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January 28, 2010

From Chuck Foster, "Reggae Update" columnist for 20 years

The Beat—Gone But Not Forgotten

 My earliest contributions to The Beat Magazine—then called The Reggae Beat and later The Reggae and African Beat—were in the form of playlists for sets I played when sitting in on "The Reggae Beat" radio program on KCRW beginning in 1982. I began writing reviews for the magazine in 1987, the year I became co-host of the show alongside my longtime partner Hank Holmes. The Mighty Diamonds and A. Doeman were a couple of the first artists whose albums I reviewed in the back pages of The Beat.
    In 1989 I began writing the "Reggae Update" column which ran in every issue from that year for the next two decades. Over the years I also contributed book reviews, features and cover stories, especially from 1989 to 1999. My first book, Roots Rock Reggae: An Oral History of Reggae Music From Ska to Dancehall (Billboard Books) collected many of the interviews I did originally for The Beat as well as ones for the LA View for which I wrote for five years. A few others done later, including one with Bob Andy and Marcia Griffiths and the last interview with blues giant Marvin Pontiac, remain uncollected.
          I was not only a writer for but an inveterate reader of The Beat. I still have a complete collection going back to the very first one-page fold-over stacked in no particular order in my garage. I learned so much from The Beat’s other writers over the years—always a music fan (I managed record stores for over a dozen years) The Beat expanded my consciousness of global music and helped to make music a truly international experience for me. I give thanks for all the great reviews, interviews, insights and commentary I encountered over the years and for the many interactions I had with CC Smith and those who shared her vision over time and helped manifest this unique publication.
        The original concept for "Reggae Update" was that I would review whatever reggae music was submitted as well as things I gathered on my own, as a collector, fan and dj. The era encompassed a seven-and-a-half year run as co-host of "The Reggae Beat" as well as the first 12 years of my current stint as host of "Reggae Central" on KPFK. On average I estimate I reviewed at least 50 (sometimes 80) releases per column. If you put out a reggae cd between 1989 and 2009 there’s a good chance I reviewed it in "Reggae Update."
        I always felt I was uniquely qualified to do this. My first published work—a book review—came out in 1967, the year I first began playing in bands myself. Over the years I put out independent records with various groups I played in, struggled to distribute the music and gain airplay and found some of the reviews we received puzzling. As a Beat writer I found myself criticized at times for being “too soft” on the music I reviewed. I’m sure some who will remain nameless here would disagree with that. But it is true that my harshest reviews were written in the early years and as time went by my love for what reggae had become—a lifestyle as much as a music style—made me see the reggae community at large as my own.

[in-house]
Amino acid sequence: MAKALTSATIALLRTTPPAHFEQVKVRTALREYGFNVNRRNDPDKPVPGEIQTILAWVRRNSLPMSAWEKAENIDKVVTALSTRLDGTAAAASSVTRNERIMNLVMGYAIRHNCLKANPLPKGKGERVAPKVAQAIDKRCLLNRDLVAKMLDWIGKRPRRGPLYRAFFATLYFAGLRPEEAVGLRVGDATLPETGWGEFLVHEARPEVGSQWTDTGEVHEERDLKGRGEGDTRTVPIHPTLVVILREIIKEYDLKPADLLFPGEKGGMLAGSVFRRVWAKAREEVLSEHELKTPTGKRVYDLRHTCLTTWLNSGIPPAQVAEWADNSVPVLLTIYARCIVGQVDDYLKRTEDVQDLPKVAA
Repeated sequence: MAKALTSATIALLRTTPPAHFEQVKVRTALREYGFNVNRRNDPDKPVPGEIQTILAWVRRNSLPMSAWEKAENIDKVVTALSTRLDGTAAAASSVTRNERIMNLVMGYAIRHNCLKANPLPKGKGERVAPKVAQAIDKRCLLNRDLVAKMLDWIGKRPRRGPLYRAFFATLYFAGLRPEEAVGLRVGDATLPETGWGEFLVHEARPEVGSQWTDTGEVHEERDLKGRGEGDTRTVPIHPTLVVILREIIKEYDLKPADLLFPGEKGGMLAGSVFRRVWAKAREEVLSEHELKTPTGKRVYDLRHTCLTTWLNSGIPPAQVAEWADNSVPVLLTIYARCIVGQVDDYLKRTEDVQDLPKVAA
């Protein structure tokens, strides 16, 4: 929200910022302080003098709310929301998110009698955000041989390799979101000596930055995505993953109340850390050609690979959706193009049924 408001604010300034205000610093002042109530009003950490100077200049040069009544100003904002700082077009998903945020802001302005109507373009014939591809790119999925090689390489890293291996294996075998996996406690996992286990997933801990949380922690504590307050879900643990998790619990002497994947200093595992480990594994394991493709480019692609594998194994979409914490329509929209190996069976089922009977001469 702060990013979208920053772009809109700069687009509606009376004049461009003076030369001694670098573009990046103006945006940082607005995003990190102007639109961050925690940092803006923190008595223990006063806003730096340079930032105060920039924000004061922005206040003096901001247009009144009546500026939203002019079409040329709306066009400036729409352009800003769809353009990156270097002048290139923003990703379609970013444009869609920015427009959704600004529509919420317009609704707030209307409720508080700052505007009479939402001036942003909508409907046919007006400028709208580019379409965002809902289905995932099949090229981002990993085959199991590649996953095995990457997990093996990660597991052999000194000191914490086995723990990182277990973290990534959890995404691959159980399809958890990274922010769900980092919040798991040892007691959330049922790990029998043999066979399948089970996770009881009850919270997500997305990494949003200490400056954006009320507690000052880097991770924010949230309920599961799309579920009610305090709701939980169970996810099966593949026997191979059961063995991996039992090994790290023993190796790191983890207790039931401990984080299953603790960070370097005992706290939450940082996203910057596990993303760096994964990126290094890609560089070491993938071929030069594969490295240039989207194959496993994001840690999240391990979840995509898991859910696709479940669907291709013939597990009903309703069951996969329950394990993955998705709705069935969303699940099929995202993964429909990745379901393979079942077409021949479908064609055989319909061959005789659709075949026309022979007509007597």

I celebrate the continuation of reggae music in whatever form it survives. Unlike some of the contributors to this site I remain excited about the music today, despite the fact that I love the ska, rock steady, early roots reggae and dub that defined the genre. Today’s young artists continue to make vibrant message-laden reggae music and there is no dearth of new releases—I could as easily fill a column with new releases today as at anytime in the past. A new, post-dancehall era has moved beyond the “computerized” riddims to forge a crisp new sound and dozens of 20-something newcomers have created a body of work that sustains reggae music in this time.
      In the meantime classic artists have continued to contribute great new works and a huge amount of music has been archived and reissued—in some cases issued for the first time despite having been recorded three, four or five decades ago. From my point of view this is a great and exciting time for reggae music and I’m sorry The Beat won’t be there to keep up with it. But you, the reader, have the opportunity to keep up with it. Search out new music online. Hunt down those classic tracks you remember from long ago. Support the shows, new releases, publications and sites and support reggae music and it will continue to grow and nurture you in turn.
--Chuck Foster


  1. Hate to hear the news. Many MANY thanks to CC, Roger, Chuck, Steve and all of the others for many years of great information. MUCH Love--Joe Jurgensen

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